TCOYD/The diaTribe Foundation 12th Annual Diabetes Forum -- August 16, 2018

At The diaTribe Foundation and TCOYD’s 12th Annual Diabetes Forum on Monday night, Drs. James Gavin, Mikhail Kosiborod, Jeremy Pettus, and Carol Wysham comprised an insightful panel moderated by Dr. Steve Edelman and our own Adam Brown.

  • First tackling the role of CVOTs in the modern era of diabetes, panelists were generally in favor of the requirement continuing. Dr. Kosiborod pointed out that, without CVOTs, our knowledge of diabetes therapies would be hindered at best and inaccurate at worst; HCPs would think DPP-4 inhibitors were cardioprotective (as phase 3 data indicated) and the cardio- and renal-protective effects of SGLT-2s and GLP-1s could have gone unnoticed. While Dr. Edelman, ever the devil’s advocate, argued that some of the safety signals to come out of CVOTs have allowed entire classes to be vilified, Dr. Gavin countered that those safety signals are the purpose of CVOTs – and they’ve also reminded HCPs to be more vigilant about screening for complications. Dr. Wysham, for her part, asserted that CVOTs should become optional, to be conducted when a company thinks their therapy is actually cardioprotective; we see the appeal of this approach, given the CVOT requirement can be a significant barrier to novel drug development. Of course, the most successful, cost-bending diabetes therapies will need to show evidence of cardioprotection, renal protection, or other major short- and long-term cost-savings – meaning companies will need to invest here at some point.

  • In technology, we loved hearing enthusiasm regarding the role of CGM in type 2 – as well as optimism about where reimbursement is going. Dr. Wysham has every patient she sees put on professional CGM before their first visit, which she finds especially useful for patients who need insulin or GLP-1 initiation or intensification. Dr. Gavin was similarly positive and asserted that more CGM use will allow patients to focus on time-in-range instead of chasing A1c, which will both help patients feel better, connect hyper/hypoglycemia to moods/energy, and improve outcomes. Dr. Edelman argued against the use of blinded CGM, as he thinks much of the utility of CGM comes from engaging patients and promoting behavior change with real-time results. Rounding things out, Dr. Pettus reminded the audience of the remarkable innovation that has occurred in CGM in the last few months: FDA approval of Senseonics’ 90-day Eversense and the no-calibration Dexcom G6.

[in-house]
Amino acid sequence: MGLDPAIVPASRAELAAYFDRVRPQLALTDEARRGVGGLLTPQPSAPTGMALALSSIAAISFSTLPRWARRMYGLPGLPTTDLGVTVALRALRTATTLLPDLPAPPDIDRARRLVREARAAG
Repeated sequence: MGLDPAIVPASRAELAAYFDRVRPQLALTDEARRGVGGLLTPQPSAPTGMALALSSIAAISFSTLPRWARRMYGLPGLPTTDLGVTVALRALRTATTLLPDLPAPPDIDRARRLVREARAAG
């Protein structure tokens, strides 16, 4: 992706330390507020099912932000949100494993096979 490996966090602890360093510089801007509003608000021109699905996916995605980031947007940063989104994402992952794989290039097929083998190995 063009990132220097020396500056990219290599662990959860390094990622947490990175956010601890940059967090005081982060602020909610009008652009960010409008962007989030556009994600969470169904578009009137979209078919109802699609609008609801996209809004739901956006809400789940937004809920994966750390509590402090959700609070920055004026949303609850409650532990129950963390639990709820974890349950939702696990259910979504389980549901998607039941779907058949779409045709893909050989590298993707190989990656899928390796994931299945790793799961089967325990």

• All of this said, however, the question of access hung over the entire conversation, and every panelist expressed serious concern about the ability of most patients to access the best drugs and technology. Dr. Kosiborod laid out the inherent difficultly of drug and tech development, in which coming up with lifesaving treatments takes a huge investment and results in a world where patients cannot afford the therapies they need. Added Dr. Gavin, “We can have all the best technology and drugs in the world, but the elephant [in the room] is getting access to those that need it most.” Explaining what this looks like in practice, Dr. Wysham said that she develops a treatment plan then tells her patients, “We’ll see what your insurance says,” illustrating just how nebulous the reimbursement and coverage landscape is, even to providers.

  • Finally, adjunct therapy for type 1 – a definite theme of this meeting – also spent time on center-stage; Dr. Pettus highlighted Friday’s ATTD-sponsored consensus meeting on DKA risk with SGLT inhibitors as his favorite part of ADA 2018, and Dr. Edelman emphasized that while the DKA concern with these agents in type 1 is real, the increase isn’t above and beyond the background rate of DKA in the general type 1 population. While we continue to think this is an interesting point, we also maintain that it’s difficult to make comparisons between real-world observations and clinical trial DKA rates, and it’s very possible that the real-world DKA rates with SGLTs could be higher than those seen in phase 3 trials. On the other hand, Dr. Wysham argued that DKA is extremely easy to prevent with education, and she has had only two cases in her three decades of practice; the problem, she suspects, will arise when these therapies start being prescribed by providers without experience managing diabetes.

  • Below, you’ll find the full transcript of the Forum with some of our favorite moments highlighted in yellow.

Panel Discussion

Panelists: Jim Gavin, MD (Healing Our Village, Atlanta, GA), Mikhail Kosiborod, MD (Saint Luke’s Health System, Kansas City, MO), Jeremy Pettus, MD (University of California, San Diego, CA), Carol Wysham, MD (University of Washington, Spokane, WA)

Moderators: Adam Brown (Close Concerns, San Francisco, CA) and Steve Edelman, MD (University of California, San Diego, CA)

Dr. Steve Edelman: To start things off, I’ll ask the panel to tell us: What was most significant to you at this ADA?